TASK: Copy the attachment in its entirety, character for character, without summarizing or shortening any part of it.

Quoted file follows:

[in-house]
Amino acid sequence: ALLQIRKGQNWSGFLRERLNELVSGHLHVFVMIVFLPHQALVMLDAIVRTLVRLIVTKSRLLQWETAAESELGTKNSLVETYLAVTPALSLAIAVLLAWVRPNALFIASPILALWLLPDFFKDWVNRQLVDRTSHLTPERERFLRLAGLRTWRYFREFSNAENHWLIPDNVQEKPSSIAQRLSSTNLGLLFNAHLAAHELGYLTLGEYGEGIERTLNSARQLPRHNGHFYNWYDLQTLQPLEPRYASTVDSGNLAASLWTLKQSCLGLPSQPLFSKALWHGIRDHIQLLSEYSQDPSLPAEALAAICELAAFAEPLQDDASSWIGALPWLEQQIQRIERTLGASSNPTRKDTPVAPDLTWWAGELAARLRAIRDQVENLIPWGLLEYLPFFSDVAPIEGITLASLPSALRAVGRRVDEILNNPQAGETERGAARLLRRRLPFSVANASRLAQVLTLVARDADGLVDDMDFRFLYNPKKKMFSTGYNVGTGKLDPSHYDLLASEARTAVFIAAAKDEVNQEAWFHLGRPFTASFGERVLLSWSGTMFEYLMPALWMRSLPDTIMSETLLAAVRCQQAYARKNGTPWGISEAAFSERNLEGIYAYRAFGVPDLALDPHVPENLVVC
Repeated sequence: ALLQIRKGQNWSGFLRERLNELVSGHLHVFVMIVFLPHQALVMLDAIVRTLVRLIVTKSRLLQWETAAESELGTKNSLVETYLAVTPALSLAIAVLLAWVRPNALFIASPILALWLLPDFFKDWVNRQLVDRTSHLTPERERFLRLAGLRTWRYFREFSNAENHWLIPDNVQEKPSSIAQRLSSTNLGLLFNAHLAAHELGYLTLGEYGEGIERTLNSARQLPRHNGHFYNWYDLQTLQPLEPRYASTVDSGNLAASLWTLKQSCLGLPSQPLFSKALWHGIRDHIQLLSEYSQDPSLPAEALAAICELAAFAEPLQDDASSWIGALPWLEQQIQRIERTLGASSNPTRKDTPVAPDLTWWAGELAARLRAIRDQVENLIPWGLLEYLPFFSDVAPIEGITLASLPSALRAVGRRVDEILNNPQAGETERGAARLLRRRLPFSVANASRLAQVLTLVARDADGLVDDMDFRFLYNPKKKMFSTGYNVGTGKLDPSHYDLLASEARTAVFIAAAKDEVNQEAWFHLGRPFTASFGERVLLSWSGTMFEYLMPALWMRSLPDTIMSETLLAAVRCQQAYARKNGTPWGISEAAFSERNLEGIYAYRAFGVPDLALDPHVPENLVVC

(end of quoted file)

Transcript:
[in-house]
Amino acid sequence: ALLQIRKGQNWSGFLRERLNELVSGHLHVFVMIVFLPHQALVMLDAIVRTLVRLIVTKSRLLQWETAAESELGTKNSLVETYLAVTPALSLAIAVLLAWVRPNALFIASPILALWLLPDFFKDWVNRQLVDRTSHLTPERERFLRLAGLRTWRYFREFSNAENHWLIPDNVQEKPSSIAQRLSSTNLGLLFNAHLAAHELGYLTLGEYGEGIERTLNSARQLPRHNGHFYNWYDLQTLQPLEPRYASTVDSGNLAASLWTLKQSCLGLPSQPLFSKALWHGIRDHIQLLSEYSQDPSLPAEALAAICELAAFAEPLQDDASSWIGALPWLEQQIQRIERTLGASSNPTRKDTPVAPDLTWWAGELAARLRAIRDQVENLIPWGLLEYLPFFSDVAPIEGITLASLPSALRAVGRRVDEILNNPQAGETERGAARLLRRRLPFSVANASRLAQVLTLVARDADGLVDDMDFRFLYNPKKKMFSTGYNVGTGKLDPSHYDLLASEARTAVFIAAAKDEVNQEAWFHLGRPFTASFGERVLLSWSGTMFEYLMPALWMRSLPDTIMSETLLAAVRCQQAYARKNGTPWGISEAAFSERNLEGIYAYRAFGVPDLALDPHVPENLVVC
Repeated sequence: ALLQIRKGQNWSGFLRERLNELVSGHLHVFVMIVFLPHQALVMLDAIVRTLVRLIVTKSRLLQWETAAESELGTKNSLVETYLAVTPALSLAIAVLLAWVRPNALFIASPILALWLLPDFFKDWVNRQLVDRTSHLTPERERFLRLAGLRTWRYFREFSNAENHWLIPDNVQEKPSSIAQRLSSTNLGLLFNAHLAAHELGYLTLGEYGEGIERTLNSARQLPRHNGHFYNWYDLQTLQPLEPRYASTVDSGNLAASLWTLKQSCLGLPSQPLFSKALWHGIRDHIQLLSEYSQDPSLPAEALAAICELAAFAEPLQDDASSWIGALPWLEQQIQRIERTLGASSNPTRKDTPVAPDLTWWAGELAARLRAIRDQVENLIPWGLLEYLPFFSDVAPIEGITLASLPSALRAVGRRVDEILNNPQAGETERGAARLLRRRLPFSVANASRLAQVLTLVARDADGLVDDMDFRFLYNPKKKMFSTGYNVGTGKLDPSHYDLLASEARTAVFIAAAKDEVNQEAWFHLGRPFTASFGERVLLSWSGTMFEYLMPALWMRSLPDTIMSETLLAAVRCQQAYARKNGTPWGISEAAFSERNLEGIYAYRAFGVPDLALDPHVPENLVVC